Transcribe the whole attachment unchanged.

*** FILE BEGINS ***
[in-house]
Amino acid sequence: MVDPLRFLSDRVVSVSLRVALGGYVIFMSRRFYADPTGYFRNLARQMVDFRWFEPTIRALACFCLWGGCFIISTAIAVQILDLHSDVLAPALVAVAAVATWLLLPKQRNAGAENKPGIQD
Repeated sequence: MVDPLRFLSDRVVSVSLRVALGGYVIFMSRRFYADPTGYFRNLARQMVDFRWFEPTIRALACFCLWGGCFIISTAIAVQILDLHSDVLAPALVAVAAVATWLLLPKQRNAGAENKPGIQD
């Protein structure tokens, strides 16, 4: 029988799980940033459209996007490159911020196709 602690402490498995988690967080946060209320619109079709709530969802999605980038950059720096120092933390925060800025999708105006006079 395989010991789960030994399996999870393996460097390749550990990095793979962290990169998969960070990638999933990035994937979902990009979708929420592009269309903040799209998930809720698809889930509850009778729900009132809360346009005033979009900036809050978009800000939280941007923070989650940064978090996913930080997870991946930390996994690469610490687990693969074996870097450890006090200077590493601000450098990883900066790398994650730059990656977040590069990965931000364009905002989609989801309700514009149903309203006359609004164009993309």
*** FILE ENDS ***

[in-house]
Amino acid sequence: MVDPLRFLSDRVVSVSLRVALGGYVIFMSRRFYADPTGYFRNLARQMVDFRWFEPTIRALACFCLWGGCFIISTAIAVQILDLHSDVLAPALVAVAAVATWLLLPKQRNAGAENKPGIQD
Repeated sequence: MVDPLRFLSDRVVSVSLRVALGGYVIFMSRRFYADPTGYFRNLARQMVDFRWFEPTIRALACFCLWGGCFIISTAIAVQILDLHSDVLAPALVAVAAVATWLLLPKQRNAGAENKPGIQD
């Protein structure tokens, strides 16, 4: 029988799980940033459209996007490159911020196709 602690402490498995988690967080946060209320619109079709709530969802999605980038950059720096120092933390925060800025999708105006006079 395989010991789960030994399996999870393996460097390749550990990095793979962290990169998969960070990638999933990035994937979902990009979708929420592009269309903040799209998930809720698809889930509850009778729900009132809360346009005033979009900036809050978009800000939280941007923070989650940064978090996913930080997870991946930390996994690469610490687990693969074996870097450890006090200077590493601000450098990883900066790398994650730059990656977040590069990965931000364009905002989609989801309700514009149903309203006359609004164009993309």